And yet, we never see the cat.  After Hae-mi leaves, Lee goes to her apartment and searches for the cat but never finds it.  He finds evidence that the cat does exist.  Food is eaten.  The litter box is used.  And yet, the entire time that Jong-su is supposed to be taking care of it, the cat is never seen.  Jong-su spends so much time searching for the cat in that apartment that it’s hard not to wonder if the cat even existed.  For that matter, Hae-mi’s story about going to Africa is remarkably vague.  Why is she going to Africa?  Why has she entrusted someone she barely knows with taking care of her cat?  Are the cat and the visit to Africa just another pantomime, something that seems real yet only exists in Jong-su’s mind?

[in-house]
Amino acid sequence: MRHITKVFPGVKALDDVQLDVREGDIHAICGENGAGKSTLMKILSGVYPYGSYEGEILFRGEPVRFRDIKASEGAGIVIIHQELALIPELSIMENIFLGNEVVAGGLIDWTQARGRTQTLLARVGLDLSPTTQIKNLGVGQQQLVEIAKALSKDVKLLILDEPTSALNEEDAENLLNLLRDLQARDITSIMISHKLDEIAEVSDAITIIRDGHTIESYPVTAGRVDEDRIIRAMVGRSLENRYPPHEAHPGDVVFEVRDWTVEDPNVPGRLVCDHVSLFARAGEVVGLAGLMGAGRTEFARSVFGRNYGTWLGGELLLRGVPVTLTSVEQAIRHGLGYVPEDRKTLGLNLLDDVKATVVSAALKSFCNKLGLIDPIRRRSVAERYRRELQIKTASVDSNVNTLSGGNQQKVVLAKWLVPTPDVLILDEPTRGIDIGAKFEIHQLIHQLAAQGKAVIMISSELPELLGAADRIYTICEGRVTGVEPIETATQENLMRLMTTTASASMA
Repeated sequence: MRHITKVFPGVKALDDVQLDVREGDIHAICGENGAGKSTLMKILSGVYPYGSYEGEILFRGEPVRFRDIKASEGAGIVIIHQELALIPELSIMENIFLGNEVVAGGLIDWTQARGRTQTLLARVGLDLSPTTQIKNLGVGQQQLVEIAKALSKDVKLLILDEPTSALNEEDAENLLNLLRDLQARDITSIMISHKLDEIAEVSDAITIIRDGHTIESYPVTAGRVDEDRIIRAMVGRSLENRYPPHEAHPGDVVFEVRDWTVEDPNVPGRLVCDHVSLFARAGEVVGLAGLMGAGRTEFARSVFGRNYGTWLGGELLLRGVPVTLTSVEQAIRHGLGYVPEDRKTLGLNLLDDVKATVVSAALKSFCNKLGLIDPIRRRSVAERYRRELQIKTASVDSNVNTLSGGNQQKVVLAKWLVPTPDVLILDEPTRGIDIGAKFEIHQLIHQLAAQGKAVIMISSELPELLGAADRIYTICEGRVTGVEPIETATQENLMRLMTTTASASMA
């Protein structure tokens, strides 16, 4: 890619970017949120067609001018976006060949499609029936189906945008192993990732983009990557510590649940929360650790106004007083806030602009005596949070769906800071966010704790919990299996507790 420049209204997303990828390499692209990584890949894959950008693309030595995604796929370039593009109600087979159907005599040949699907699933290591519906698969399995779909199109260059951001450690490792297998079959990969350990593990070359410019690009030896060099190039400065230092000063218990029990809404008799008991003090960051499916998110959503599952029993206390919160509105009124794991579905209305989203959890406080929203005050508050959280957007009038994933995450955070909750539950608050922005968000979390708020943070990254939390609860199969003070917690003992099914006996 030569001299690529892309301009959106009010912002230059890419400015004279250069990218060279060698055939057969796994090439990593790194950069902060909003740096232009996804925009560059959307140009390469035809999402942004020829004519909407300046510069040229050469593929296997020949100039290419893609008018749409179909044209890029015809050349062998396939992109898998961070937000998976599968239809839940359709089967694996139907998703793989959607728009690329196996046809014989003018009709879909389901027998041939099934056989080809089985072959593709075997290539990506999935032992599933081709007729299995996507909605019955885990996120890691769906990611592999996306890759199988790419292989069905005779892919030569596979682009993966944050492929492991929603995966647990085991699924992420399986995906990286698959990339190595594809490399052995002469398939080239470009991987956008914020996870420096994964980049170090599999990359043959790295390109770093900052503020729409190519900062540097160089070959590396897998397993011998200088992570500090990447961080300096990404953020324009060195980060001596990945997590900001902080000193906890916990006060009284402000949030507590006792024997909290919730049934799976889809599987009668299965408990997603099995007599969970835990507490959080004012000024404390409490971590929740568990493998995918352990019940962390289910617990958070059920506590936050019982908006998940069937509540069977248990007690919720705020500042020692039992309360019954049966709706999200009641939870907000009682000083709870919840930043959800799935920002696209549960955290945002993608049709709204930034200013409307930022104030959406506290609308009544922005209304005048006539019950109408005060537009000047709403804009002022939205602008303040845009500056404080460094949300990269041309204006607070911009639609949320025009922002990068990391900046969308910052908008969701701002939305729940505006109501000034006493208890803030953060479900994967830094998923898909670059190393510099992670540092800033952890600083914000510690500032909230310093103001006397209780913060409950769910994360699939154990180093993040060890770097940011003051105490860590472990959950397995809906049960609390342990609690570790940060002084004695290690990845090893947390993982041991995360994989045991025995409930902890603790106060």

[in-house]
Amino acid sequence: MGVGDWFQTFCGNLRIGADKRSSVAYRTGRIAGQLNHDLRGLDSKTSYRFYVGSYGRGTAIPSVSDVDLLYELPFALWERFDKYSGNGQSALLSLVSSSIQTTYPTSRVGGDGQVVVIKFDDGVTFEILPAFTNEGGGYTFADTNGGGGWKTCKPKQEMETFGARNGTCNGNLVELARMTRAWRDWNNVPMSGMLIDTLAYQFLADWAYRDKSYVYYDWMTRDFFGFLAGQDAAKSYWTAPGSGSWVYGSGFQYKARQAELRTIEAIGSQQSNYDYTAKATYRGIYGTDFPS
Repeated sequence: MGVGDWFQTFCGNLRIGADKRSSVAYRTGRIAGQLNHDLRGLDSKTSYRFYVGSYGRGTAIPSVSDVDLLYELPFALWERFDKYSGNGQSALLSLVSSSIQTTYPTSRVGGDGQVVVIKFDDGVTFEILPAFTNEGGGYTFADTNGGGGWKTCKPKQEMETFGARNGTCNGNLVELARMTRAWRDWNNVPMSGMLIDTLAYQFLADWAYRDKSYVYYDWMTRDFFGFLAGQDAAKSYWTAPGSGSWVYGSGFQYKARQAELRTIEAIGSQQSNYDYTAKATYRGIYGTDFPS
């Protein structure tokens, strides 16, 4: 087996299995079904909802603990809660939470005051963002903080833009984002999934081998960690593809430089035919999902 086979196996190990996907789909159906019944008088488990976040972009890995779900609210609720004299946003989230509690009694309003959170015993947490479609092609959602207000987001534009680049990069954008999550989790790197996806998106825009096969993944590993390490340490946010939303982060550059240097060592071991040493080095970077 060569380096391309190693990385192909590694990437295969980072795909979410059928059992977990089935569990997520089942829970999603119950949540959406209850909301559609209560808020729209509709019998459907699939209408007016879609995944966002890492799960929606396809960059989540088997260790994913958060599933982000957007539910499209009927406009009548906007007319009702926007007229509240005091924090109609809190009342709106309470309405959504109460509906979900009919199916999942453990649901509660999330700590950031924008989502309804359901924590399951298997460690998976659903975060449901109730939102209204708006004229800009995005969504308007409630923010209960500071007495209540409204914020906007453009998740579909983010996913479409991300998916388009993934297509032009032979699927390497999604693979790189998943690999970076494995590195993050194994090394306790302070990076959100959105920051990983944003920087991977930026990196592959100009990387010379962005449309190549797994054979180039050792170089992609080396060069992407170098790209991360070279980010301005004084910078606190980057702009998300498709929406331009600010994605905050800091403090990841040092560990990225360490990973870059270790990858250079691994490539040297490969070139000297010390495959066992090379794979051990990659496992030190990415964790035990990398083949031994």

When Hae-mi finally does return from her trip, she brings with her a story about being stranded in the Nairobi Airport for three days as the result of a terrorist attack.  Returning with Hae-mi is Ben (Steven Yeun).  Ben is a handsome and rich and confident and everything that Lee is not.  Ben alternates between being superficially friendly and chillingly cold.  At one point, he suggests that he at least cared enough about Hae-mi to be jealous of her relationship with Jong-su and yet it’s hard not to notice that Ben always seems to be slightly annoyed with her whenever they’re together.  When the three of them go up to Jong-su’s farm and a stoned Hae-mi dances in the night, Jong-su watches enraptured while Ben smirks.  (It would be easy to assume that Jong-su is the good guy while Ben is the bad guy if not for a scene where Jong-soo angrily reprimands Hae-mi for her behavior around other men, showing that Ben is not only person in the film with control issues.)  At one point, Ben casually tells Jung-so about his interesting habit.  He sets fire to greenhouses.  He destroys the beauty that others have grown.  He tells Jong-su that he’s noticed a lot of greenhouses near his family’s farm….